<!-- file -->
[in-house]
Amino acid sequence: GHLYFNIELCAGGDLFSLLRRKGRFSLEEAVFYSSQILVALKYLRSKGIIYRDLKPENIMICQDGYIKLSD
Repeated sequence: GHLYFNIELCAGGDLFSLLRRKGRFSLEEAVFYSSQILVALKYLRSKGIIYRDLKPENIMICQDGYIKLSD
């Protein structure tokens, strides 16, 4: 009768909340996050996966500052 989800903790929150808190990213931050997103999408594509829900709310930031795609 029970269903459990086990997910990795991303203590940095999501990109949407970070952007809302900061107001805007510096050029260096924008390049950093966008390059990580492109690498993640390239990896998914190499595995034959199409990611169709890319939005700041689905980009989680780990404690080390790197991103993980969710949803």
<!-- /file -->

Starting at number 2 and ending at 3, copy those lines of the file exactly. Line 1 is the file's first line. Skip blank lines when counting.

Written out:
Amino acid sequence: GHLYFNIELCAGGDLFSLLRRKGRFSLEEAVFYSSQILVALKYLRSKGIIYRDLKPENIMICQDGYIKLSD
Repeated sequence: GHLYFNIELCAGGDLFSLLRRKGRFSLEEAVFYSSQILVALKYLRSKGIIYRDLKPENIMICQDGYIKLSD